The tendency to view the self as a prototypic member of a group is thought to be at the foundation of many social psychological phenomena. Two opposing accounts of perceived prototypicality have been suggested in the psychological literature. The self-justification account portrays this as a defensive tendency that occurs in response to threatened group status. The self-enhancement account portrays this as a strategic tendency to associate the self with positively viewed groups. These competing views were tested using both a minimal group (Study 1) and a naturalistic group (Study 2). Both studies showed that perceived prototypicality increased with increasing group status. Moreover, the effect of status was moderated by group importance (Study 1) and behavioral choice (Study 2). Both interaction patterns supported the self-enhancement view, suggesting that people view themselves as prototypic group members when doing so will promote a positive identity. These findings contradict common statements in the social identity literature.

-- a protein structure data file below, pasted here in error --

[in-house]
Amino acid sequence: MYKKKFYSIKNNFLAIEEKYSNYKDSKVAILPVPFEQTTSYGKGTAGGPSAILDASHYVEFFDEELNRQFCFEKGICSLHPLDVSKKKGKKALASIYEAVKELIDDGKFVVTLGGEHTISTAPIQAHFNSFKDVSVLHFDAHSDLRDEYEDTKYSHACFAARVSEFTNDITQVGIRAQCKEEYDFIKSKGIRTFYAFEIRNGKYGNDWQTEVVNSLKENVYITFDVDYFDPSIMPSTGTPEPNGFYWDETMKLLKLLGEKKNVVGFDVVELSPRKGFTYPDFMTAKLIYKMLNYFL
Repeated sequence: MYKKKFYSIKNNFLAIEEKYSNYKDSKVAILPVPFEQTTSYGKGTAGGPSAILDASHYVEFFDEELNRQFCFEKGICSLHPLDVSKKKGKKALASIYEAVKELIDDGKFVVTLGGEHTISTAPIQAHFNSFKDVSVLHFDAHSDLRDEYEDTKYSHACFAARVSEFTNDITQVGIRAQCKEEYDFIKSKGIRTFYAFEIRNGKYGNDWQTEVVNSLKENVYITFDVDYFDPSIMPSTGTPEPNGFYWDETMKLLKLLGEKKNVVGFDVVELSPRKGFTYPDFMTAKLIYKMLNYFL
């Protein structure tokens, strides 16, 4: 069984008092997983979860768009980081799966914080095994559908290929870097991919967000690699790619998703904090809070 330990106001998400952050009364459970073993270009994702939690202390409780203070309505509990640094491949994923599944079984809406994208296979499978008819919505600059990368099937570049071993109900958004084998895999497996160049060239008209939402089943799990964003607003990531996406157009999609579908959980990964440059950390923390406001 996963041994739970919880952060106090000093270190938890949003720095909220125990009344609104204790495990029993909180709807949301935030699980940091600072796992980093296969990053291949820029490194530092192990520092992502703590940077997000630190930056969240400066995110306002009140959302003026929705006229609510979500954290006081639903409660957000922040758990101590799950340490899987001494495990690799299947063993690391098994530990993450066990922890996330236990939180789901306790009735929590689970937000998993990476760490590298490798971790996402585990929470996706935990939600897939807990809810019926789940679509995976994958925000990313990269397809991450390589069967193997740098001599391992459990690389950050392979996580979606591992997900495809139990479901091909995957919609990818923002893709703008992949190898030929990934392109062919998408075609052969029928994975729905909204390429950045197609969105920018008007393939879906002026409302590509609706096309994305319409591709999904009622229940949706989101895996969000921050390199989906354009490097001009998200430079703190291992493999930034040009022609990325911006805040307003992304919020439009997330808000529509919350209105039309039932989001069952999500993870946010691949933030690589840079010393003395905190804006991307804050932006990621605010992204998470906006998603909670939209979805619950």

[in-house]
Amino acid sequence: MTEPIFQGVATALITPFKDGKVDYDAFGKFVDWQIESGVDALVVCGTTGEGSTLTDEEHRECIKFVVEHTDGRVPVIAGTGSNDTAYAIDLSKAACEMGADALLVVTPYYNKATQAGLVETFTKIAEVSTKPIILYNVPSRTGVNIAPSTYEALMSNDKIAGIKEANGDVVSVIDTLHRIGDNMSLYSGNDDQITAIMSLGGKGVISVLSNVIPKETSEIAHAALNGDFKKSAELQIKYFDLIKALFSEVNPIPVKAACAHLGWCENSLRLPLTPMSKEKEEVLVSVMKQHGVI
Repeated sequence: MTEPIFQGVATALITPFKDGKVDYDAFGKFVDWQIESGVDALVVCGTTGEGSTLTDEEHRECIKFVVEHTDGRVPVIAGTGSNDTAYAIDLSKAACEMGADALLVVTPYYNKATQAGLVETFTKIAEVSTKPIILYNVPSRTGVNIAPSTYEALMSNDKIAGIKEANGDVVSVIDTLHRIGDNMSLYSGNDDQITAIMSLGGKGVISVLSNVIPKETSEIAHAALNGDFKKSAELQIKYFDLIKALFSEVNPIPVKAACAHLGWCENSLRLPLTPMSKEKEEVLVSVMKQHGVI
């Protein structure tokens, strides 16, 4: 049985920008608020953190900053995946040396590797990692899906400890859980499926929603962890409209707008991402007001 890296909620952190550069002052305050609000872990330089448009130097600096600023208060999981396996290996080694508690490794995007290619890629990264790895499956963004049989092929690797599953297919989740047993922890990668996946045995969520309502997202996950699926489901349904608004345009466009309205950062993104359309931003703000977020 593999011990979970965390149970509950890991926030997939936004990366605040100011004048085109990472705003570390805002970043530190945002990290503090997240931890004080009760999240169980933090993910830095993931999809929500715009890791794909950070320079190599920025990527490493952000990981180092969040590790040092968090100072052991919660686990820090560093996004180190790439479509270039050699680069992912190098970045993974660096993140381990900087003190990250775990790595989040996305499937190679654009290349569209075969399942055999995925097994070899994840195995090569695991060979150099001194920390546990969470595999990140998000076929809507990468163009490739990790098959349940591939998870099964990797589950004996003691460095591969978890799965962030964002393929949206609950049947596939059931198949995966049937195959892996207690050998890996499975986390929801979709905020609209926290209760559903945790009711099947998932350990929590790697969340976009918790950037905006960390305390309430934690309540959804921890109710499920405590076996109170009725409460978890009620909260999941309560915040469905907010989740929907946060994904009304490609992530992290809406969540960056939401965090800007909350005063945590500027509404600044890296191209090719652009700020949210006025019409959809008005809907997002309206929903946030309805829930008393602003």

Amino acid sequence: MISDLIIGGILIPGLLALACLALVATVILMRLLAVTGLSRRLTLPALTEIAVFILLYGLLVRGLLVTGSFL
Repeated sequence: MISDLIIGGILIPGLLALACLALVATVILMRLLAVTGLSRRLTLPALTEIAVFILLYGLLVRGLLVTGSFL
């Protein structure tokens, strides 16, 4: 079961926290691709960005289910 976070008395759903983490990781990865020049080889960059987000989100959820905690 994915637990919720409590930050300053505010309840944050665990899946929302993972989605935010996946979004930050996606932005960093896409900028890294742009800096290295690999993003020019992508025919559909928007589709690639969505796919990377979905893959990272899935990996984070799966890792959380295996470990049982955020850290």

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Burkley, M., Blanton, H. When Am I My Group? Self-Enhancement Versus Self-Justification Accounts of Perceived Prototypicality. Soc Just Res 18, 445 (2005). https://doi.org/10.1007/s11211-005-8570-x
- social identity
- system justification